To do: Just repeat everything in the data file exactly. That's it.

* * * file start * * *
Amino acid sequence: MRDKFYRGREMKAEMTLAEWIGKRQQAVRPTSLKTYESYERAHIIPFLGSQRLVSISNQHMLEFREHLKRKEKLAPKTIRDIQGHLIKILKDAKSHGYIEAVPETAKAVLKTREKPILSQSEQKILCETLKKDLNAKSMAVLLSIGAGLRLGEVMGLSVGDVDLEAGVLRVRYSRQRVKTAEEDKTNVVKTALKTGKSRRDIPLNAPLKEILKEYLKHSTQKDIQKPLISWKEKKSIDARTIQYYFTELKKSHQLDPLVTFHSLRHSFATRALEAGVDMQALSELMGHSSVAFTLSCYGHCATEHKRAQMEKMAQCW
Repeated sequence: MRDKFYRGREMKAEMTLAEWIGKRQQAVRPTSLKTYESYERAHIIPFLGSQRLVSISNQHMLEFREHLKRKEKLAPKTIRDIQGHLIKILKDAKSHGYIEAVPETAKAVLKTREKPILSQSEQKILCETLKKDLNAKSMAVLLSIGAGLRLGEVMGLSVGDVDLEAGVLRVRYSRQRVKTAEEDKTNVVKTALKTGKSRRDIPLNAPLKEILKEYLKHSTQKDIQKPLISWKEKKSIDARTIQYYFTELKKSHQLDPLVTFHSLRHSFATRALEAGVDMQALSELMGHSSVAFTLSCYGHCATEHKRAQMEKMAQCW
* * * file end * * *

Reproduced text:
Amino acid sequence: MRDKFYRGREMKAEMTLAEWIGKRQQAVRPTSLKTYESYERAHIIPFLGSQRLVSISNQHMLEFREHLKRKEKLAPKTIRDIQGHLIKILKDAKSHGYIEAVPETAKAVLKTREKPILSQSEQKILCETLKKDLNAKSMAVLLSIGAGLRLGEVMGLSVGDVDLEAGVLRVRYSRQRVKTAEEDKTNVVKTALKTGKSRRDIPLNAPLKEILKEYLKHSTQKDIQKPLISWKEKKSIDARTIQYYFTELKKSHQLDPLVTFHSLRHSFATRALEAGVDMQALSELMGHSSVAFTLSCYGHCATEHKRAQMEKMAQCW
Repeated sequence: MRDKFYRGREMKAEMTLAEWIGKRQQAVRPTSLKTYESYERAHIIPFLGSQRLVSISNQHMLEFREHLKRKEKLAPKTIRDIQGHLIKILKDAKSHGYIEAVPETAKAVLKTREKPILSQSEQKILCETLKKDLNAKSMAVLLSIGAGLRLGEVMGLSVGDVDLEAGVLRVRYSRQRVKTAEEDKTNVVKTALKTGKSRRDIPLNAPLKEILKEYLKHSTQKDIQKPLISWKEKKSIDARTIQYYFTELKKSHQLDPLVTFHSLRHSFATRALEAGVDMQALSELMGHSSVAFTLSCYGHCATEHKRAQMEKMAQCW